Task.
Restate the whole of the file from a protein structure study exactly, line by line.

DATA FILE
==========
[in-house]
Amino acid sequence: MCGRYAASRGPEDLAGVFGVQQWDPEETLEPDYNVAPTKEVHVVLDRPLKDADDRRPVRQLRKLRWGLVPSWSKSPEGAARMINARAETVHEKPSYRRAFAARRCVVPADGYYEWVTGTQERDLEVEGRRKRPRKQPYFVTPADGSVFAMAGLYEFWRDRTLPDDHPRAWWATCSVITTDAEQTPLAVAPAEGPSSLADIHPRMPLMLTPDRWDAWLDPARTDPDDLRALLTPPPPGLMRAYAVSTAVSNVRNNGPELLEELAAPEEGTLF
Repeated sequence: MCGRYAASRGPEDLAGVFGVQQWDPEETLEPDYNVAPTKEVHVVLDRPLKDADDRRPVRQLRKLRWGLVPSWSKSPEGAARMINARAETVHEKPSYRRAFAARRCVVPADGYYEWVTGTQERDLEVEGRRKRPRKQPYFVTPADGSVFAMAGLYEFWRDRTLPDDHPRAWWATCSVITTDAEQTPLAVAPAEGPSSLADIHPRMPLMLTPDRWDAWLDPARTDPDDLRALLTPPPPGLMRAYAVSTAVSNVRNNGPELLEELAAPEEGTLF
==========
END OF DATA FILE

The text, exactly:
[in-house]
Amino acid sequence: MCGRYAASRGPEDLAGVFGVQQWDPEETLEPDYNVAPTKEVHVVLDRPLKDADDRRPVRQLRKLRWGLVPSWSKSPEGAARMINARAETVHEKPSYRRAFAARRCVVPADGYYEWVTGTQERDLEVEGRRKRPRKQPYFVTPADGSVFAMAGLYEFWRDRTLPDDHPRAWWATCSVITTDAEQTPLAVAPAEGPSSLADIHPRMPLMLTPDRWDAWLDPARTDPDDLRALLTPPPPGLMRAYAVSTAVSNVRNNGPELLEELAAPEEGTLF
Repeated sequence: MCGRYAASRGPEDLAGVFGVQQWDPEETLEPDYNVAPTKEVHVVLDRPLKDADDRRPVRQLRKLRWGLVPSWSKSPEGAARMINARAETVHEKPSYRRAFAARRCVVPADGYYEWVTGTQERDLEVEGRRKRPRKQPYFVTPADGSVFAMAGLYEFWRDRTLPDDHPRAWWATCSVITTDAEQTPLAVAPAEGPSSLADIHPRMPLMLTPDRWDAWLDPARTDPDDLRALLTPPPPGLMRAYAVSTAVSNVRNNGPELLEELAAPEEGTLF